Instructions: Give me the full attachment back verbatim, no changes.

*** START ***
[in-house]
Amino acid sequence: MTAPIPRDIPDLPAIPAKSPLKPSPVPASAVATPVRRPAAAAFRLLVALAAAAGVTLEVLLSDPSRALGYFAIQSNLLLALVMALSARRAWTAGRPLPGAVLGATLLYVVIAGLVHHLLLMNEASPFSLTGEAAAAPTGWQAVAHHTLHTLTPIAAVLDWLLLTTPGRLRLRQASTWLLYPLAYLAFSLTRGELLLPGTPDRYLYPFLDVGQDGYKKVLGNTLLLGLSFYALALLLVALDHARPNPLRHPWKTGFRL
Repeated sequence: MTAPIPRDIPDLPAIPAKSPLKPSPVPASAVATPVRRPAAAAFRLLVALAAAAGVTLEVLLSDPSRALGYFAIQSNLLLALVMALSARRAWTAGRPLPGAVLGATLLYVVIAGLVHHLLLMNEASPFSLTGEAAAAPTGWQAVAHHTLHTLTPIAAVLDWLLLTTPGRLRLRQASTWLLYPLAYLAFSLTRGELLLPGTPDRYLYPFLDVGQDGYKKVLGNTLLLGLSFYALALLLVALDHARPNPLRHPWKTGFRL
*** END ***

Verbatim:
[in-house]
Amino acid sequence: MTAPIPRDIPDLPAIPAKSPLKPSPVPASAVATPVRRPAAAAFRLLVALAAAAGVTLEVLLSDPSRALGYFAIQSNLLLALVMALSARRAWTAGRPLPGAVLGATLLYVVIAGLVHHLLLMNEASPFSLTGEAAAAPTGWQAVAHHTLHTLTPIAAVLDWLLLTTPGRLRLRQASTWLLYPLAYLAFSLTRGELLLPGTPDRYLYPFLDVGQDGYKKVLGNTLLLGLSFYALALLLVALDHARPNPLRHPWKTGFRL
Repeated sequence: MTAPIPRDIPDLPAIPAKSPLKPSPVPASAVATPVRRPAAAAFRLLVALAAAAGVTLEVLLSDPSRALGYFAIQSNLLLALVMALSARRAWTAGRPLPGAVLGATLLYVVIAGLVHHLLLMNEASPFSLTGEAAAAPTGWQAVAHHTLHTLTPIAAVLDWLLLTTPGRLRLRQASTWLLYPLAYLAFSLTRGELLLPGTPDRYLYPFLDVGQDGYKKVLGNTLLLGLSFYALALLLVALDHARPNPLRHPWKTGFRL